Back to Work

If your maternity leave is coming to an end, you’re probably beginning to explore your childcare options. Here are a few to consider.
By Jessica Baxter

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dial a nanny
Hiring a nanny is a popular choice among working moms who want their children at home in a familiar space. Employing someone to look after your child at home also means you can set the schedule and be more in control of the kind of care you’d like for your little one. The added bonus is that your child gets one-on-one attention. Of course, staying home can limit opportunities for early socialisation, which is why it’s beneficial to sign up for nanny ‘n me or toddler socialisation classes, which gives your child the opportunity to interact with other children and introduces your nanny to childminders in the area who she can arrange play dates with.
Before you begin your nanny search, be clear about what your needs are. Do you want someone who will also help around the house? Do you want a live-in nanny? Must they be fluent in a specific language? Knowing the answers to these questions will help a nanny agency recruit the right person for you. Alternatively, you can hire independently, but be sure to ask for contactable references.
While experience is important, it’s not a deal breaker. If you feel comfortable with someone and like how they interact with your baby, you can always send them for nanny and first aid training. Also consider having your nanny start while you’re on maternity leave so that you can determine if it’s a good fit and the nanny and baby to settle into a routine before you start work.
In terms of salary, it is entirely dependent on their level of experience but the standard rate is between R4000 and R5000 per month. Remember to also budget for a monthly UIF contribution as well as an annual bonus.
crèche it is
Many moms around the world send their babies to daycare or crèche at just three months old owing to unaffordable childcare at home and they are no less well cared for or stimulated. The benefit of a crèche is that you know you’re getting experienced childminders looking after your baby. However, as is the case when your child first goes to school, you can expect a few more colds as your little one is exposed to more bugs – not a bad thing as it strengthens their immunity in the long run. Your child will also not get the kind of personalised care they would if they were at home, but that certainly doesn’t mean they’ll be neglected and one can argue it may just teach them a little more independence.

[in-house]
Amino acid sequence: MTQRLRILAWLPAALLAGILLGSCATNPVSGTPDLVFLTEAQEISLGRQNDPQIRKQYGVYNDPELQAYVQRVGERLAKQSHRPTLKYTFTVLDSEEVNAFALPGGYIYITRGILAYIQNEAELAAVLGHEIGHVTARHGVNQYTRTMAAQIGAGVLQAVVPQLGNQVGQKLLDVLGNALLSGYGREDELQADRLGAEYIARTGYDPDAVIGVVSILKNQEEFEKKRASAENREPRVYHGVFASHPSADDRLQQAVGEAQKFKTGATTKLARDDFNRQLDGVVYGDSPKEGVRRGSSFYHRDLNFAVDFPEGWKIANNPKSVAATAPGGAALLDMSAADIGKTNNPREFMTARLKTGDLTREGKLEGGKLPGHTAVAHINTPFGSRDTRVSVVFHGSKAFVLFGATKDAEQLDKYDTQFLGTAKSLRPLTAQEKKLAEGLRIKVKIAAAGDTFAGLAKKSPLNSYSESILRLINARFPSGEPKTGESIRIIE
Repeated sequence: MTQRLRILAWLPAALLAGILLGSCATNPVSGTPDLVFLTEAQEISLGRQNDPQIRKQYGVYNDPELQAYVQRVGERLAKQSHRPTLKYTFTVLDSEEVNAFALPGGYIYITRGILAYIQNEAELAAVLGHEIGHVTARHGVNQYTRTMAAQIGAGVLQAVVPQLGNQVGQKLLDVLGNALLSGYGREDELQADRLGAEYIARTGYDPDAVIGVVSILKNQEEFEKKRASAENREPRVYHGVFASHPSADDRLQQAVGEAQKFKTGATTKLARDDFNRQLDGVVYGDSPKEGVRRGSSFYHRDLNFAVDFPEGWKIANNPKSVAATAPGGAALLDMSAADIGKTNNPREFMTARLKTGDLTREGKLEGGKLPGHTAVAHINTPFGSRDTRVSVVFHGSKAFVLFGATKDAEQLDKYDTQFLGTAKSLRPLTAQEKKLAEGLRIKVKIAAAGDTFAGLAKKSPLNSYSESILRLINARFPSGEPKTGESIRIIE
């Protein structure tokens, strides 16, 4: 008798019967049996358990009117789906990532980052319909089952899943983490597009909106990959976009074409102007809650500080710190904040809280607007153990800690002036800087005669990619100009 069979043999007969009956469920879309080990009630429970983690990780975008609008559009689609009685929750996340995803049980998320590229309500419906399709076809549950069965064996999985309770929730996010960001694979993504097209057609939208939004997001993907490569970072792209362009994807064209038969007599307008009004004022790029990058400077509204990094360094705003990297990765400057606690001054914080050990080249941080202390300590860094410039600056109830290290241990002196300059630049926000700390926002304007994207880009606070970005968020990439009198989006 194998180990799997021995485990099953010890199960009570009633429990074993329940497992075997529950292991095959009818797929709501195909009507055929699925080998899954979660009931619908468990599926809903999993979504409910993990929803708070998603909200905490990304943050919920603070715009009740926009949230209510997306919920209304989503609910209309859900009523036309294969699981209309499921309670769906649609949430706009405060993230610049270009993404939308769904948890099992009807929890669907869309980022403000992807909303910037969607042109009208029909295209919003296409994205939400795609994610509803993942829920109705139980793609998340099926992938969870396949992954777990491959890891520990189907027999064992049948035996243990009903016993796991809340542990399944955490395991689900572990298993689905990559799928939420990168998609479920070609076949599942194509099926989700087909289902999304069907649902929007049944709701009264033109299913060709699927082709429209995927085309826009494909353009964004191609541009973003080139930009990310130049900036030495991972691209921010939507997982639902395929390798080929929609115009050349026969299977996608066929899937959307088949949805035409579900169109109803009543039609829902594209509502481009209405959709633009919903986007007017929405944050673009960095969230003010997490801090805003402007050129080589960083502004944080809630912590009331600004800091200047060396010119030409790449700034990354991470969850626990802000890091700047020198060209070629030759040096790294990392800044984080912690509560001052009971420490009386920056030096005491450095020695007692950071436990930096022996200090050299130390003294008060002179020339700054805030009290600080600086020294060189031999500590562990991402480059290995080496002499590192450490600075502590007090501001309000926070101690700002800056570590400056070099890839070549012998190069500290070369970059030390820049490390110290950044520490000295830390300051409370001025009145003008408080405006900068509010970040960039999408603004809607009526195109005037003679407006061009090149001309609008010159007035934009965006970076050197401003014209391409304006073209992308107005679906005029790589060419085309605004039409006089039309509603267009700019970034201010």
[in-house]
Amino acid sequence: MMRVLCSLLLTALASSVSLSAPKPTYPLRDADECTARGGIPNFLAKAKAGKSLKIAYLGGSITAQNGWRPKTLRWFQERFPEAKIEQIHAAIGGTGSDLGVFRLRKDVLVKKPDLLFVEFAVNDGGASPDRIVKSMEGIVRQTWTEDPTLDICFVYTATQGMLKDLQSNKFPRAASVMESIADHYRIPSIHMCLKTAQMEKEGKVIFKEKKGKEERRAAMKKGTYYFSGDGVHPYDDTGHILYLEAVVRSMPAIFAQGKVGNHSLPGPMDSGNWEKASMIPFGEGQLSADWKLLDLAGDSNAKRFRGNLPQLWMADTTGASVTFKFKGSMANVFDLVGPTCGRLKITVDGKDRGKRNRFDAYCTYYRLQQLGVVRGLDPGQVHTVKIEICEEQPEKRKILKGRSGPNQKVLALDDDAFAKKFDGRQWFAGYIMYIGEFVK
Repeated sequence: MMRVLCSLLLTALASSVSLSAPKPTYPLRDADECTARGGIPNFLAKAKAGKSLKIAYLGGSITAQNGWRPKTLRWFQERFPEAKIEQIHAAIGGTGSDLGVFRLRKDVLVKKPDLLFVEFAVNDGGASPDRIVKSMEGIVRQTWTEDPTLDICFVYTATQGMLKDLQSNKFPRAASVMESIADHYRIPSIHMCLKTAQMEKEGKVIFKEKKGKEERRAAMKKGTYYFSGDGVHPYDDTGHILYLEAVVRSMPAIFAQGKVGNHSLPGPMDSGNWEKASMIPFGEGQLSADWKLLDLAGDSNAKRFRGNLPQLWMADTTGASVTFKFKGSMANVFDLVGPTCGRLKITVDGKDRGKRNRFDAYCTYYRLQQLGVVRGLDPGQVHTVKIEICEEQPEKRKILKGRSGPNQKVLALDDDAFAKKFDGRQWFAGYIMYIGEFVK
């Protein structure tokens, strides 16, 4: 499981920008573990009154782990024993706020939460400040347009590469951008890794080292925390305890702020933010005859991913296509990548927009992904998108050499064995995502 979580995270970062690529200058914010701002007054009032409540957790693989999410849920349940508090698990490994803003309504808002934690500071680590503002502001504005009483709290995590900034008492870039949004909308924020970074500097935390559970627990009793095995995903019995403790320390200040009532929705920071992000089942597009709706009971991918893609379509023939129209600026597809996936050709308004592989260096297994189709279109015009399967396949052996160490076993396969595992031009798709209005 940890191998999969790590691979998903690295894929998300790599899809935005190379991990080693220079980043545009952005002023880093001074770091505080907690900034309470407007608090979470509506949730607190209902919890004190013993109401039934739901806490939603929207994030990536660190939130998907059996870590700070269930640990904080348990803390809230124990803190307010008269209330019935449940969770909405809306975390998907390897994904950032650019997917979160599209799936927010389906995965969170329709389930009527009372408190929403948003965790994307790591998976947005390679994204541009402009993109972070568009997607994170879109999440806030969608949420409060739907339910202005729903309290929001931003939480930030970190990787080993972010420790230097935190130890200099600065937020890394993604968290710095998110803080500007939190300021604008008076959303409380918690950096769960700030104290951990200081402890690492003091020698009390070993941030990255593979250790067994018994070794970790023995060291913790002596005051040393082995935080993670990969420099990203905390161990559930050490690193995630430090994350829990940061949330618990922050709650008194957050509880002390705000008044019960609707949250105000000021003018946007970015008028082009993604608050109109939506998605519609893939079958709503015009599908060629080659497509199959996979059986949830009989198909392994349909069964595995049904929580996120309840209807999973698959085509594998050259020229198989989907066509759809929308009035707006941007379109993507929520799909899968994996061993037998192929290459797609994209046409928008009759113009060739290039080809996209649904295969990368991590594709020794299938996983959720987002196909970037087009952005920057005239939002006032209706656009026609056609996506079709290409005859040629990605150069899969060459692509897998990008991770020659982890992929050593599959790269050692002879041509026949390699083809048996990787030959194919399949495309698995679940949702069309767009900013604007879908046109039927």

But not all crèches are created equal. Ideally you want to choose one that has been in the game a while and has a good reputation. You also don’t want to enrol your child in a crèche with big numbers. Smaller groups mean more attentive care. Fees vary and depend on how many days you want your little one to attend and whether or not you need aftercare, but you’re looking at anywhere from R3000 to R6000 per term.
au pair at home
Much like a nanny, hiring an au pair allows you to keep your child at home. The difference between the two is that au pairs are university students or older, educated individuals with their own transport, which is why you can expect to pay more for their services. Should you choose to pay by the hour, the going rate is R50-60, alternatively you can hire an au pair half day for around R5000 per month or full day for up to R8000 per month. The benefit of an au pair is that you have a little more freedom, because they can run errands for you and take your children to and from play dates and extramural activities.
address book
Supernannies (Cape Town, Joburg, Pretoria)
Au Pair SA
Nanny n Me (Cape Town)
Toptots (Cape Town, Joburg, Durban)

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